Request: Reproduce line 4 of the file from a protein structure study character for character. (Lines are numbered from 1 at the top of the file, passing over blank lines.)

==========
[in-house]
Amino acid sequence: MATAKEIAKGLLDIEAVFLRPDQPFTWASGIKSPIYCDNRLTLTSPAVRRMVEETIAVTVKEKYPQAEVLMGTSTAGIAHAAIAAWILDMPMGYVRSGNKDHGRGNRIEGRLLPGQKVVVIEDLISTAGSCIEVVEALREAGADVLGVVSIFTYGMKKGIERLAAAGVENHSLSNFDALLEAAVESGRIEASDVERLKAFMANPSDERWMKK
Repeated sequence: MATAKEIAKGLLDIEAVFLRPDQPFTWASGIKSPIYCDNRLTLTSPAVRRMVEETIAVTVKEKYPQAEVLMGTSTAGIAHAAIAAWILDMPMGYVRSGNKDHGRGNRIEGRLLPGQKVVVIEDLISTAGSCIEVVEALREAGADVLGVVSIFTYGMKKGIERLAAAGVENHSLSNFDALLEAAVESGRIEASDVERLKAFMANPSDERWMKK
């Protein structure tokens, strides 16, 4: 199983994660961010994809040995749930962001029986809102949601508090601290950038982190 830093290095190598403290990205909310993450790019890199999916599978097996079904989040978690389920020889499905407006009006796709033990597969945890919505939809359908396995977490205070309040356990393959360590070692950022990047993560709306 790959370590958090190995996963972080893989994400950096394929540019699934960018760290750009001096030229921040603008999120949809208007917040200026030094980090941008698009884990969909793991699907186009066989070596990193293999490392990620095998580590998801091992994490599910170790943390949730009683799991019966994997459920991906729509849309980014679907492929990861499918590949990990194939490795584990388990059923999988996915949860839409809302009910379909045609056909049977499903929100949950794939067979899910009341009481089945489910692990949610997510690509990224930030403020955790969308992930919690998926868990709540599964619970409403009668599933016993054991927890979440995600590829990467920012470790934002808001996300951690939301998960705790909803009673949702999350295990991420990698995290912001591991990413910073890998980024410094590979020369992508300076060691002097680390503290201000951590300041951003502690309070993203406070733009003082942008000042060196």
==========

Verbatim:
């Protein structure tokens, strides 16, 4: 199983994660961010994809040995749930962001029986809102949601508090601290950038982190 830093290095190598403290990205909310993450790019890199999916599978097996079904989040978690389920020889499905407006009006796709033990597969945890919505939809359908396995977490205070309040356990393959360590070692950022990047993560709306 790959370590958090190995996963972080893989994400950096394929540019699934960018760290750009001096030229921040603008999120949809208007917040200026030094980090941008698009884990969909793991699907186009066989070596990193293999490392990620095998580590998801091992994490599910170790943390949730009683799991019966994997459920991906729509849309980014679907492929990861499918590949990990194939490795584990388990059923999988996915949860839409809302009910379909045609056909049977499903929100949950794939067979899910009341009481089945489910692990949610997510690509990224930030403020955790969308992930919690998926868990709540599964619970409403009668599933016993054991927890979440995600590829990467920012470790934002808001996300951690939301998960705790909803009673949702999350295990991420990698995290912001591991990413910073890998980024410094590979020369992508300076060691002097680390503290201000951590300041951003502690309070993203406070733009003082942008000042060196």